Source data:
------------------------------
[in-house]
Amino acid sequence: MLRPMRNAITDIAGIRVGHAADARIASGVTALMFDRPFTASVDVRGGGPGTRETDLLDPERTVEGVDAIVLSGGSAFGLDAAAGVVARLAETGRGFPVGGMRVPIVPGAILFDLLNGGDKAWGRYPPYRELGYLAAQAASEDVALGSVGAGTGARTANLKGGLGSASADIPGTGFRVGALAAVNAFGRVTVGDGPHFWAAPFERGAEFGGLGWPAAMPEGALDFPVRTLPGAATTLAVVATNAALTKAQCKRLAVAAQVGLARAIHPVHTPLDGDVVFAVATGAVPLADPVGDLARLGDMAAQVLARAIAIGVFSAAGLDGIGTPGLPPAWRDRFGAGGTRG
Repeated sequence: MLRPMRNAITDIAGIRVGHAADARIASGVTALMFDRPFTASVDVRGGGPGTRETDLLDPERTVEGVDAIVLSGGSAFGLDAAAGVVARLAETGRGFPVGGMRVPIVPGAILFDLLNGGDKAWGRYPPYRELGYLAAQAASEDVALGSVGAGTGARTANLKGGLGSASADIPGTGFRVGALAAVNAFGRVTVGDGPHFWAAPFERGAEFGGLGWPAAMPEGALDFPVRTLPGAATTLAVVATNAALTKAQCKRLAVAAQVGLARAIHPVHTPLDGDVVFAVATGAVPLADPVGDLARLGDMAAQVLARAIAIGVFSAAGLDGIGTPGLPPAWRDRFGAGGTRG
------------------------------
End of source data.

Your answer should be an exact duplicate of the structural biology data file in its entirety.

[in-house]
Amino acid sequence: MLRPMRNAITDIAGIRVGHAADARIASGVTALMFDRPFTASVDVRGGGPGTRETDLLDPERTVEGVDAIVLSGGSAFGLDAAAGVVARLAETGRGFPVGGMRVPIVPGAILFDLLNGGDKAWGRYPPYRELGYLAAQAASEDVALGSVGAGTGARTANLKGGLGSASADIPGTGFRVGALAAVNAFGRVTVGDGPHFWAAPFERGAEFGGLGWPAAMPEGALDFPVRTLPGAATTLAVVATNAALTKAQCKRLAVAAQVGLARAIHPVHTPLDGDVVFAVATGAVPLADPVGDLARLGDMAAQVLARAIAIGVFSAAGLDGIGTPGLPPAWRDRFGAGGTRG
Repeated sequence: MLRPMRNAITDIAGIRVGHAADARIASGVTALMFDRPFTASVDVRGGGPGTRETDLLDPERTVEGVDAIVLSGGSAFGLDAAAGVVARLAETGRGFPVGGMRVPIVPGAILFDLLNGGDKAWGRYPPYRELGYLAAQAASEDVALGSVGAGTGARTANLKGGLGSASADIPGTGFRVGALAAVNAFGRVTVGDGPHFWAAPFERGAEFGGLGWPAAMPEGALDFPVRTLPGAATTLAVVATNAALTKAQCKRLAVAAQVGLARAIHPVHTPLDGDVVFAVATGAVPLADPVGDLARLGDMAAQVLARAIAIGVFSAAGLDGIGTPGLPPAWRDRFGAGGTRG